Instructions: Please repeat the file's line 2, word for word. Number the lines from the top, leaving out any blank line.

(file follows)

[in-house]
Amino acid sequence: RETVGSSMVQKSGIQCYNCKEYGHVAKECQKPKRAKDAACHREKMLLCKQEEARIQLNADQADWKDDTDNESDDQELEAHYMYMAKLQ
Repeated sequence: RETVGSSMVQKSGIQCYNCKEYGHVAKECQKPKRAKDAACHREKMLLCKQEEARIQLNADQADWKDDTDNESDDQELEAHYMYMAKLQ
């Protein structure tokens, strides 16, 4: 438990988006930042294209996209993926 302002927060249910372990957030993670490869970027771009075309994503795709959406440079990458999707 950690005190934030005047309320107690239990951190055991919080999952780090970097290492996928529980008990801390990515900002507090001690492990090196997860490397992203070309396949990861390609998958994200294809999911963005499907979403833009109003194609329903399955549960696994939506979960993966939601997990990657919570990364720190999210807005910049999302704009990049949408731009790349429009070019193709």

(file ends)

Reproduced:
Amino acid sequence: RETVGSSMVQKSGIQCYNCKEYGHVAKECQKPKRAKDAACHREKMLLCKQEEARIQLNADQADWKDDTDNESDDQELEAHYMYMAKLQ